Adult worm is a large leaf-shaped fluke, measuring 3cm in length by 1.5cm in width and brown to pale grey in color. There are two suckers, the oral sucker is smaller. The anterior end bearing the oral sucker forms a conical projection. The posterior end is rounded. The acetabulum is situated in a line with the two shoulders formed by the broadening of the conical projection posteriorly. The adult possesses two suckers for attachment. The oral sucker at the anterior end surrounds the mouth and the ventral, as the name indicates, is on that surface. The body surface is a tegument which is absorptive and is often covered with spines. The muscles lie vimmediately below the tegument. There is no body cavity and the organs are packed in a parenchyma (Figure 1). The digestive system is simple, the oral opening leading into a pharynx, esophagus and a pair of branched intestinal caeca which end blindly. Undigested material is presumably regurgitated. The excretory system consists of a large number of ciliated tame cells, which impel waste metabolic products along a system of tubules which ultimately join and open to the exterior (Figure 2). The nervous system is simple, consisting of a pair of longitudinal trunks connecting anteriorly with two ganglia [11,12].
Figure 1: The Structure of Fasciola hepatica [11].
Figure 2: Collected Fasciola worms from the slaughter house cattle [13].


The geographical distribution of trematode species is dependent on the distribution of suitable species of snails. The genus Lymnaea, in general and Lymnaea trancatula and Lymnaea natalensis, in particular are the most common intermediate hosts for F. hepatica and F. gigantica, respectively. Fasciola hepatica has a cosmopolitan distribution, mainly in temperate zones, while F. gigantica is found in tropical regions of Africa and Asia [13]. Different works so far conducted in Ethiopia reported variable prevalence rates of bovine fasciolosis in different localities of the country. Fasciola hepatica was shown to be the most important fluke species in Ethiopian livestock with distribution of over three quarter of the nation except in the arid north-east and east of the county [14]. The distribution of F. gigantica is mainly localized in the western humid zone of Ethiopia that encompasses approximately one fourth of the nation. In Ethiopia, F. hepatica and F. gigantica infections occur in areas above 1800m.a.s.l. and below 1200m.a.s.l, respectively, which has been attributed to variations in the climatic and ecological conditions such as rain fall, altitude, temperature and livestock management system [3,7,15]. There are many risk factors which expose the occurrence of the parasitic disease of fasciolosis like age, sex and body condition of the animals. According to Urquhart et al. [11] and Rickard [12], there are three main factors influencing the production of the large numbers of metacercariae necessary for outbreaks of fasciolosis.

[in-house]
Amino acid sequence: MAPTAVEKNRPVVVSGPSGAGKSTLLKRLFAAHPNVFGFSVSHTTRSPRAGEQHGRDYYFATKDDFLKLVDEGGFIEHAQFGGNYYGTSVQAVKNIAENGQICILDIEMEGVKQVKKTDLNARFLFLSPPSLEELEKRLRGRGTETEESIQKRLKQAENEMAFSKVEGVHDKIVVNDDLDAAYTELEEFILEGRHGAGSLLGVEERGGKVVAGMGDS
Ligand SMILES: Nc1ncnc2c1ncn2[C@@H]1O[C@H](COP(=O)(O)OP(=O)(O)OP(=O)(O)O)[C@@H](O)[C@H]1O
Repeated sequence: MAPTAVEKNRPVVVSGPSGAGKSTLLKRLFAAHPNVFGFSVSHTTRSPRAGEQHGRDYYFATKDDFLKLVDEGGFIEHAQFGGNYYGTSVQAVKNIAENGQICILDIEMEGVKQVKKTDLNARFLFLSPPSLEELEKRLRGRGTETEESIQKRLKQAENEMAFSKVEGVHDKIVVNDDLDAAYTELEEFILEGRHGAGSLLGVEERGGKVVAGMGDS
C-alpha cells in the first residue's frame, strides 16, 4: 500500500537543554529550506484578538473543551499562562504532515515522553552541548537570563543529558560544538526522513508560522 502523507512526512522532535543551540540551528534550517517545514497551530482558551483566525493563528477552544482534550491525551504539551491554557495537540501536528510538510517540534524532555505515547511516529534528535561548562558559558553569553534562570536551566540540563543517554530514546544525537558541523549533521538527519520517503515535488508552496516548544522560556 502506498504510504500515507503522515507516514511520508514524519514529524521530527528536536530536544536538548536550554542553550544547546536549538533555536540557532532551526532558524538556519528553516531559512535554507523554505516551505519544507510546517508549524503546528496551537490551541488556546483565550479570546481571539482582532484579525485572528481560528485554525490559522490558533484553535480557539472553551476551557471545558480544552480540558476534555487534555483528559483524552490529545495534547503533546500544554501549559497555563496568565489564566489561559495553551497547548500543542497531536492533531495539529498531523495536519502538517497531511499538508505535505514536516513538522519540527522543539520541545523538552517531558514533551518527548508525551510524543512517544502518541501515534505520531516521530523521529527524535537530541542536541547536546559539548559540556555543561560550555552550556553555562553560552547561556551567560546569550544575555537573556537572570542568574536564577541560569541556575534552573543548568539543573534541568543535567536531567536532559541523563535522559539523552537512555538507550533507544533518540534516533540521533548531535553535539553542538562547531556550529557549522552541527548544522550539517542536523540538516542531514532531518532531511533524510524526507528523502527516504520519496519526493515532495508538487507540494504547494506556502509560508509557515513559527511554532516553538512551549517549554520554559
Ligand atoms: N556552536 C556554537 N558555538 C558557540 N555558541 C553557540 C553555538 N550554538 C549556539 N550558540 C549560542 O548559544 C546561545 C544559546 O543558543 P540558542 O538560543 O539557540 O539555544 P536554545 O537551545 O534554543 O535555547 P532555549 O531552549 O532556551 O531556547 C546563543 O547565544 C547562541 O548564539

Availability of suitable snail habitats

Lymnaea truncatula prefers wet mud to free water, and permanent habitats include the banks of ditches or streams and the edges of small ponds. Following heavy rainfall or flooding, temporary habitats may be provided by hoof marks, wheel ruts or rain ponds. Fields with clumps of rushes are often suspect sites. Though a slightly acid pH environment is optimal for Lymnaea, excessively acid pH levels arc detrimental, such as occur in peat bogs, and areas of sphagnum moss.


A mean day /night temperature of 10 °C or above is necessary both for snails to breed and for the development of Fasciola hepatica within the snail and all activity ceases at 5 °C. This is also the minimum range for the development and hatching of Fasciola hepatica eggs. However, it is only when temperatures rise to 15 °C and are maintained above that level, that a significant multiplication of snails and fluke larval stages ensues.


The ideal moisture conditions for snail breeding and the development of Fasciola hepatica within snails are provided when rainfall exceeds transpiration, and field saturation is attained. Such conditions are also essential for the development of fluke eggs, for miracidia searching for snails and for the dispersal of cercariae being shed from the snails.

Life Cycle

The essential point of the life cycle is that whereas one nematode egg can develop into only one adult, one trematode egg may eventually develop into hundreds of adults. This is due to the phenomenon of paedogenesis in the molluscan intermediate host, i.e. the production of new individuals by single larval forms. The adult flukes are always oviparous and lay eggs with an operculum or lid at one pole. In the egg, the embryo develops into a pyriform (pear-shaped), ciliated larva called a miracidium. The miracidium, propelled through the water by its cilia, does not feed and must, for its further development, find a suitable snail within a few hours. It is believed to use chemotactic responses to ‘home’ on the snail and, on contact, it adheres by suction to the snail and penetrates its soft tissues aided by a cytolytic enzyme. The entire process of penetration takes about 30 minutes after which the cilia are lost and the miracidium develops into an elongated sac, the sporocyst, containing a number of germinal cells. These cells develop into rediae which migrate to the hepato-pancrcas of the snail; rediae are also larval forms possessing an oral sucker, some flame cells and a simple gut. From the germinal cells of the rediae arise the final stages, the cereariae, although if environmental conditions for the snail are unsuitable, a second or daughter generation of rediae is often produced instead. The cercaria, young flukes with long tail emerge actively from the snail usually in considerable number. Once a snail is infected, cercariae continue to be produced indefinitely although the majority of infected snails die prematurely from gross destruction of the hepatopancreas. Typically the cercariae swim for some time, utilizing even a film of water, and within an hour or so attach themselves to vegetation, shed their tails and encyst. This stage is called a metacercaria. Encysted metacercariae have great potential for survival extending to months. Once ingested, the outer cyst wall is removed mechanically during mastication. Rupture of the inner cyst occurs in the intestine and depends on a hatching mechanism, enzymatic in origin, triggered by a suitable oxidationreduction potential and a CO2 system provided by the intestinal environment. The emergent juvenile fluke then penetrates the intestine and migrates to the predilection site where it becomes adult alter several weeks. Definitive host acquires infection by ingesting metacercariae on vegetation; fluke penetrates the small intestine to abdominal cavity, migrates to and penetrates liver in 4–6 days; migrates throughout liver for 4–7 weeks and then enters bile ducts and matures (Figure 3). Prepatent period is 8–12 weeks; may live for several years [11,12,14].